Family Plot – Rediscovering ‘L’Eté Meurtrier’ / ‘One Deadly Summer’ (France 1983 – 133 mins)

Posted in Rediscover by - June 23, 2015
Family Plot – Rediscovering ‘L’Eté Meurtrier’ / ‘One Deadly Summer’ (France 1983 – 133 mins)

Long yet involving, the engrossing and unflinching psychological thriller ‘One Deadly Summer’ is a terrific tale of human emotions and revenge. It’s also one of those rare movies that can linger in the mind long after the credits have rolled.

After moving to a small village in the South of France, beautiful Elle (Isabelle Adjani) is soon turning heads in the community with her free-spirited ways. She catches the eye of a local mechanic known as Pin-Pon (Alain Souchon) who is unaware that Elle is plotting to avenge the rape of her mother 19 years ago by three men, one of whom was Pin-Pon’s father. After her investigation leads her to find out that the three men were in fact innocent, Elle begins to lose her grip on reality, leading to a tragic chain of misunderstandings and the murder of innocent parties.

There have been a number of controversial rape & revenge movies produced over the years, but while most are concerned with a swift retribution, this French offering is more about the offspring taking over the duty of avenger many years later, albeit somewhat mistakenly here. The beautiful and vastly talented Isabelle Adjani gives what may be her best performance here, ranging from child-like innocence to avenging angel. As stunning as her turn in ‘Possession’ (’81) was, I feel that she had more range here, and it deservedly won her the Best Actress Cesar award. French singer Alain Souchon did a fantastic job as Adjani’s gullible boyfriend, and veteran actress Suzanne Flon was also great as Adjani’s deaf aunt. A veteran of over 80 films, I always remember Flon mostly from her small but important role in the brilliant war picture ‘The Train’ (’64).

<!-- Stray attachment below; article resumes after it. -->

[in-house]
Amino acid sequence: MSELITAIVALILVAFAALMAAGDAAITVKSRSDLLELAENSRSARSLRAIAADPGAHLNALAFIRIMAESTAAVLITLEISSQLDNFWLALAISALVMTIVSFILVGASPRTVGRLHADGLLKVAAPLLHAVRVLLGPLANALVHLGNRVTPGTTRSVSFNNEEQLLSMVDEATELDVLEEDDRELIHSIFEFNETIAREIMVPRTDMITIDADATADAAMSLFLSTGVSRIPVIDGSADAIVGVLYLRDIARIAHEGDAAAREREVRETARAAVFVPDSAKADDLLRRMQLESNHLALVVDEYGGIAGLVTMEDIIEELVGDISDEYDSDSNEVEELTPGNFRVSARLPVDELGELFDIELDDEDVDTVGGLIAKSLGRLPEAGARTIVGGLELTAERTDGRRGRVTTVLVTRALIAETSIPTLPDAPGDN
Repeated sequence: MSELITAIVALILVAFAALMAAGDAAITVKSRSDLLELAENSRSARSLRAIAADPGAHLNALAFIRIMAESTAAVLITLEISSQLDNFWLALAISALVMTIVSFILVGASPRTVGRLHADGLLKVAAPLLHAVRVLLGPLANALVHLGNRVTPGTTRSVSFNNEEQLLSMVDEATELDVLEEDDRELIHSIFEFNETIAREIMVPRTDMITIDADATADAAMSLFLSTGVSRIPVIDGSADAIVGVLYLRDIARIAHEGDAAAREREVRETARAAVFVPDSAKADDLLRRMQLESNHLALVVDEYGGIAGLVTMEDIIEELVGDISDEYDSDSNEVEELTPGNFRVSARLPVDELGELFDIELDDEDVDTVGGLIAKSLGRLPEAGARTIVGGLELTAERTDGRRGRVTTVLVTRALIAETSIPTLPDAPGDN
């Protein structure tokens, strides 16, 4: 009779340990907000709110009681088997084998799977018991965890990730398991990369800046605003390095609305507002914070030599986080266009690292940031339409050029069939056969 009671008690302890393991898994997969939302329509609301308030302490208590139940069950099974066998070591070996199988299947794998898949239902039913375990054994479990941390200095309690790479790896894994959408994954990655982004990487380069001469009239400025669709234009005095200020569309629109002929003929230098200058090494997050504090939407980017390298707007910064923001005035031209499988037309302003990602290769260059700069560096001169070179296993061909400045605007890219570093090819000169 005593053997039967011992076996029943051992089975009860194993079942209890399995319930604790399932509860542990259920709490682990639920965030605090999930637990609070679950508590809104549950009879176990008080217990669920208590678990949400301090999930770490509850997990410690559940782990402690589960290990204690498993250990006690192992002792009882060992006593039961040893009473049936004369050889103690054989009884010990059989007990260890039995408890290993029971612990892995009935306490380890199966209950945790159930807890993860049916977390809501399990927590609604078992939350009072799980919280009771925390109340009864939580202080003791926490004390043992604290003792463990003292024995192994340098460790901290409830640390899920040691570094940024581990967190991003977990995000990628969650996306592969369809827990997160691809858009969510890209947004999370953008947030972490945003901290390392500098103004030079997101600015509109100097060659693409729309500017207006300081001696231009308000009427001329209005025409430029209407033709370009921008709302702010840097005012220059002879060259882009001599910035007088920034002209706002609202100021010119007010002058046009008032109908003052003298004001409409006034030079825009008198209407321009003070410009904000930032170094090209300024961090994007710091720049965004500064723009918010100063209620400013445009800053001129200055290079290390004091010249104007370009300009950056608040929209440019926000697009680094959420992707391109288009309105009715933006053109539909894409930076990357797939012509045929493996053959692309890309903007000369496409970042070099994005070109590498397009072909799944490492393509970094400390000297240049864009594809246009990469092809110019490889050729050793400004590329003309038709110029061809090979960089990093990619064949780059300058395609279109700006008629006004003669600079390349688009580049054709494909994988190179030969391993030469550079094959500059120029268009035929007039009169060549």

Director Jean Becker went on to make the similar themed 1995 drama ‘Élisa’ with Vanessa Paradis and Gérard Depardieu, and writer Sébastien Japrisot adapted the absorbing screenplay from his own novel. The photography was by the director’s brother Étienne Becker, and my favourite composer; Georges Delerue provided the winning score.
There are some powerful and strange moments including an uncomfortable breast-feeding scene and a memorable freeze-frame ending which can elicit a cry of “NO” from the viewer! The movie’s not without fault though, as it’s a bit muddled in places and some of Adjani’s actions are rather erratic, although probably befitting her often unstable character.

Still, with its lush countryside scenery and twisty storyline (complete with flashbacks) ‘One Deadly Summer’ is a gripping and intensely powerful tale of obsession, revenge and sanity, with the always watchable Isabelle Adjani on superb form.

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